The Australia-Malaysia asylum seeker deal could lead to illegal immigrants in Malaysia attempting to flee to Australia in order to return to Malaysia with new rights afforded to them under the deal, according to the Malaysian Bar.
Speaking to Lawyers Weekly, the president of the Malaysian Bar, Lim Chee Wee, said the fact that the 800 asylum seekers transferred to Malaysia under the deal (in exchange for 4000 processed refugees) will be given access to education, healthcare and employment - unlike the 90,000-odd asylum seekers already in Malaysia - could have such an outcome.
"As laughable as it may sound, there is a possibility that this deal could lead to a perverse scenario where the present asylum seekers with no rights in Malaysia may flee to Australia in order to return to Malaysia to enjoy the rights which both governments now say the 800 are assured of receiving," he said.
Under the deal, which was signed by Australian Minister for Immigration and Citizenship Chris Bowen and Malaysian Minister for Home Affairs Dato' Seri Hishammuddin bin Tun Hussein at a formal ceremony in Kuala Lumpur yesterday, the 800 asylum seekers sent to Malaysia will be issued with a card which allows them access to healthcare and education, and gives them the right to work.
"[They will be] exempted from certain provisions of our Immigration Act which would otherwise have meant they are considered as illegal in Malaysia and thus exposed to prosecution, detention and whipping," said Lim Chee Wee.
"There cannot be double standards in giving preferential treatment to the 800 asylum seekers in terms of rights and financial support."
The agreement formalises a commitment by Australia to accept 1000 refugees from Malaysia every year for the next four years, in exchange for up to 800 asylum seekers who arrive in Australia by boat.
The United Nations High Commissioner for Refugees (UNHCR) will determine which 4000 people are most in need of resettlement and who should be given the opportunity to live in Australia.
Asylum seekers arriving in Australia by boat after 25 July will not be processed in Australia and will instead be taken to Malaysia.
According to Bowen, transferees will initially be accommodated in a transit centre in Malaysia for up to 45 days, after which they will move into the community.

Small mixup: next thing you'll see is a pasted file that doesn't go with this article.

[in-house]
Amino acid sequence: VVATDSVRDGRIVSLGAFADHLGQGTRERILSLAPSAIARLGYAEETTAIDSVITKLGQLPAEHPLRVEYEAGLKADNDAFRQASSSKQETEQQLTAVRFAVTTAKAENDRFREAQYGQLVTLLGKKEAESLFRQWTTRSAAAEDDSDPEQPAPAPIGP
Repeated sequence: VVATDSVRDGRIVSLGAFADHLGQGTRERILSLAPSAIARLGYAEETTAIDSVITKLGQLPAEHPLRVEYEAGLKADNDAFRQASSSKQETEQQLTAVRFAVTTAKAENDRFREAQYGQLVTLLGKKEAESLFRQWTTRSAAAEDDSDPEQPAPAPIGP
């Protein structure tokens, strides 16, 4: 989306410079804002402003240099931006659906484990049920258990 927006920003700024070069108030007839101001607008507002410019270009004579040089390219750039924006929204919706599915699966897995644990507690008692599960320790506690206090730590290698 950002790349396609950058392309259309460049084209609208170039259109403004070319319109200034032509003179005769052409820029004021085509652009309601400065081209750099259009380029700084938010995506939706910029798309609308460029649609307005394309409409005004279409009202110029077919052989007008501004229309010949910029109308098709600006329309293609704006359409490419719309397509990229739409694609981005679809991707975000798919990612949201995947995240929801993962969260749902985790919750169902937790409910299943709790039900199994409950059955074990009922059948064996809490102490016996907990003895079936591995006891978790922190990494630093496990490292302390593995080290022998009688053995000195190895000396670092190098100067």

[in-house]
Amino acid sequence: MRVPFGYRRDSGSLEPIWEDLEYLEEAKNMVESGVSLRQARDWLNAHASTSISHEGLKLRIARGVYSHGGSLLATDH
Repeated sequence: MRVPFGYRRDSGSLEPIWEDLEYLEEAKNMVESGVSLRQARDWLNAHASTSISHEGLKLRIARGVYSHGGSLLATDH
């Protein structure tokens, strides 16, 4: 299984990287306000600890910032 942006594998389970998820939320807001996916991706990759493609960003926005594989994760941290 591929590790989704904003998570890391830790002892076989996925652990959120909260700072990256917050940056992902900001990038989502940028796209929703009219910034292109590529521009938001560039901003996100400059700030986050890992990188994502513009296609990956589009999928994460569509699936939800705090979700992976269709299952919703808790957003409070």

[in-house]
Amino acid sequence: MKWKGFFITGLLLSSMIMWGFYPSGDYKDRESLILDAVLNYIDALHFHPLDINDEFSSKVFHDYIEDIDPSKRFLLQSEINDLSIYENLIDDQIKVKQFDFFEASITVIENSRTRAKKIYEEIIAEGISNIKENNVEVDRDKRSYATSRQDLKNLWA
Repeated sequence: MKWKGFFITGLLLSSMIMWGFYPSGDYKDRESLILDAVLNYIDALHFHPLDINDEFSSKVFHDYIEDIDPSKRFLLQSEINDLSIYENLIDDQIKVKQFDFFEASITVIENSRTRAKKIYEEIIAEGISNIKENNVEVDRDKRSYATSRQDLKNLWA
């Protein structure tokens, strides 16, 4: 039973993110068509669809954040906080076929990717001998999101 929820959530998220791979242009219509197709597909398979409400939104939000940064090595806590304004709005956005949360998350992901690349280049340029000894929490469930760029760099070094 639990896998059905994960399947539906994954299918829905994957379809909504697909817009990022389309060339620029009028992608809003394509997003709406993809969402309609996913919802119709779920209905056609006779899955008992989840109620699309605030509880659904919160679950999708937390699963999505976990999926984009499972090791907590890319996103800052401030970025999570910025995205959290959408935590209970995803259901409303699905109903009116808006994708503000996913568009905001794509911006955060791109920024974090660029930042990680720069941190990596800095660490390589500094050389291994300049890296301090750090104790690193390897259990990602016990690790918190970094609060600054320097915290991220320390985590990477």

The president of the Australian Human Rights Commission, Catherine Branson QC, said that while the Commission recognises the need for regional and international cooperation on the issue of asylum seekers, and supports the resettling in Australia of an increased number of refugees, she is worried by the fact that Malaysia is not a signatory to the Refugee Convention.
"There is a risk that in sending asylum seekers to Malaysia, Australia could breach its non-refoulement obligations under other international treaties, including the International Covenant on Civil and Political Rights, the Convention on the Rights of the Child or the Convention against Torture," she said.
"Despite the safeguards in the agreement, there remains a risk that people transferred to Malaysia will be mistreated."
She also said it was important to remember that Australia received a comparatively small number of asylum seekers by international standards.
"Instead of establishing third country processing, Australia should process all applications for asylum on the Australian mainland under the Migration Act," Ms Branson said.
Lim Chee Wee also expressed his concern about possible breaches of Australia's obligations under international law.
"It is irresponsible of the Australian Government, as a state party to the UN Convention relating to the Status of Refugees - where it was an original state party - and its 1967 Protocol, to abdicate it's responsibilities under the Refugee Convention by passing the buck to Malaysia," he said.
The Law Council of Australia said the arrangement, designed to reduce the number of asylum seekers coming to Australia by boat, is not an appropriate solution to a complex problem.
"The Law Council does not agree the trade of asylum seekers for refugees is the solution to this substantial issue and we are very concerned over the implications and shortcomings of this agreement," said Council president Alexander Ward.
"While the arrangement purports to contain some human rights protections, there are significant shortcomings in the arrangement and in particular a lack of detail about unaccompanied minors and legal assistance for transferees."
The Law Council has previously expressed its concern in relation to the treatment of unaccompanied minors and said it is alarming that the agreement has been signed when the special procedures to deal with them are yet to be developed.